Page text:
I’ve written about my online communities before, each represented by a badge in the footer of my blog and each with its own unique emphasis. I’m learning a lot from each group — in areas that we have in common, and in areas that challenge me.
Take the image above for example — it’s the banner for my first-ever MennoNerds Google Hangout Event. On Thursday, I’ll be taking part in #MennoNerds on Race, Mutuality and Anabaptist Community, which is being planned as a panel discussion with viewer participation.
I love the banner for the event, created by MennoNerd Eddie Gonzalez, but it also challenges me.
I am an Anabaptist, too — is this directed to some imagined Anabaptist in-group, as in, hey, don’t forget about me, I am an Anabaptist, too? The Anabaptist movement in general and the MennoNerds as a group within it, is not exclusively young, white and male — I am an Anabaptist, too.
I am an Anabaptist, too — is this a statement of self-disclosure, that among all the roles and relationships in life, I am an Anabaptist, too. I’m a woman, a Christian, a pastor, a writer — blogging about faith and life, writing a book on creativity, and in the midst of all of that and more, I am an Anabaptist, too.
And what about “Let’s be the change we need to see“? What change(s) are we looking for in our own lives, and in our community and world? Do we “need” to see these? And is change all about us? Or is it more: “Let’s be the change we’re looking for,” “Let’s be the change we’re praying for,” Let’s be the change that God is growing in us.” As I have often prayed and preached in my own congregation, Let’s be the people that God is calling us to be.
The panel hasn’t even started and I’m already deconstructing it. But I’m looking forward to the event both for the chance to experiment with the technology and to learn from our dialogue. Join in here, June 12 at 6:30 CST.
Here’s a little more about the event:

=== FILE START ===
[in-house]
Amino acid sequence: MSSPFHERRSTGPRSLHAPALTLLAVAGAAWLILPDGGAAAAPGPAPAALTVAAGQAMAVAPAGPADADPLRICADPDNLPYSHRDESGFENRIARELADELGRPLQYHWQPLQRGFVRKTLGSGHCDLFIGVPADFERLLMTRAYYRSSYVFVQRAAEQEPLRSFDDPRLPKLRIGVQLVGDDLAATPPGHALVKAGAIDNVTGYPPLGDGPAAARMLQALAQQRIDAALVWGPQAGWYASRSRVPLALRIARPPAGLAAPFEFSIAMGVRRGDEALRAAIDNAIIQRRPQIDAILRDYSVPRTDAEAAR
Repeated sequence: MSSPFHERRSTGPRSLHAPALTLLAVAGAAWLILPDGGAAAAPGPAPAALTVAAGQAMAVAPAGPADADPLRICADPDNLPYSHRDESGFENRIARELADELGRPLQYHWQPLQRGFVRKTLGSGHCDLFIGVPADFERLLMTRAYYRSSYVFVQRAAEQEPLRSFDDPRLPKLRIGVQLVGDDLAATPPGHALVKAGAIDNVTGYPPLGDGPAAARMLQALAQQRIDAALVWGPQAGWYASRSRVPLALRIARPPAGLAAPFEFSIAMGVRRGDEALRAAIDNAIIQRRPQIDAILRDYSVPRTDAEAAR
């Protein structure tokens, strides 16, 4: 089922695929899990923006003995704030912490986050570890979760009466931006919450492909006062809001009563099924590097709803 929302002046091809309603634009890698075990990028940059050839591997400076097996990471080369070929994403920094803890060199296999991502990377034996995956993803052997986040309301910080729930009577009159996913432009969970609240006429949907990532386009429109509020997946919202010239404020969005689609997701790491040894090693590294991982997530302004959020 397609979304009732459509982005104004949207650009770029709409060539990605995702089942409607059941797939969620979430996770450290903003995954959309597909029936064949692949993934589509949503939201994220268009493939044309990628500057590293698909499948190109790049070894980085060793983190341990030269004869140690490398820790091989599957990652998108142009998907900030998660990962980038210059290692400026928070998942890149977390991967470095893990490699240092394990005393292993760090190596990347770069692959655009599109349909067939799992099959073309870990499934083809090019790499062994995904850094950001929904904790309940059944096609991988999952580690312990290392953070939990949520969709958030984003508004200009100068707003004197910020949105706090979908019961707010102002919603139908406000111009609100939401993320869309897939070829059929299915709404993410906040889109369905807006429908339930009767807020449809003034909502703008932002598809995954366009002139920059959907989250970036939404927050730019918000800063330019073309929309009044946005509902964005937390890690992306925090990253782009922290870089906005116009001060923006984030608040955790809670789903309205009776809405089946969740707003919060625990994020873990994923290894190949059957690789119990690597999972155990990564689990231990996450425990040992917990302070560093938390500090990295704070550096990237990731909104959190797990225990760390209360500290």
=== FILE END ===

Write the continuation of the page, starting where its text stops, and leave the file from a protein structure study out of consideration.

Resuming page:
#MennoNerds on Race, Mutuality and Anabaptist Community
What can Christians do and learn about racism?
Drew Hart, MennoNerd blogger and self-described Anablacktivist, said: “The myth is that we don’t live in a highly racialized and white-controlled society, and that the church isn’t complicit. But the truth is that race and racism affect all of us.”
How do we name, explore, and critique violent systems, and navigate the tensions where we are complicit in racism — to whatever degree? How can the white majority in the North American church live in vulnerable community with persons of color, and how can persons of color be heard in the church? Can we envision change for white majority, white-dominated churches, institutions, schools and seminaries? Where are there examples of Anabaptist communities, bloggers, theologians and networks modeling a more faithful way?
These questions and others will be explored during this upcoming livecast panel discussion entitled “Race, Mutuality and Anabaptist Community,” produced by MennoNerds. The diverse range of panelists include: Drew Hart, April Yamasaki, Tim Nafziger, Katelin Hansen and Osheta Moore joined by Tyler Tully. Learn more on MennoNerds.com.
The free event will include input from its viewing audience using Twitter and Google+.
April Yamasaki is lead pastor of Emmanuel Mennonite Church, Abbotsford, B.C., and the author of Sacred Pauses (Herald Press, 2013). She blogs at aprilyamasaki.com, where this post originally appeared.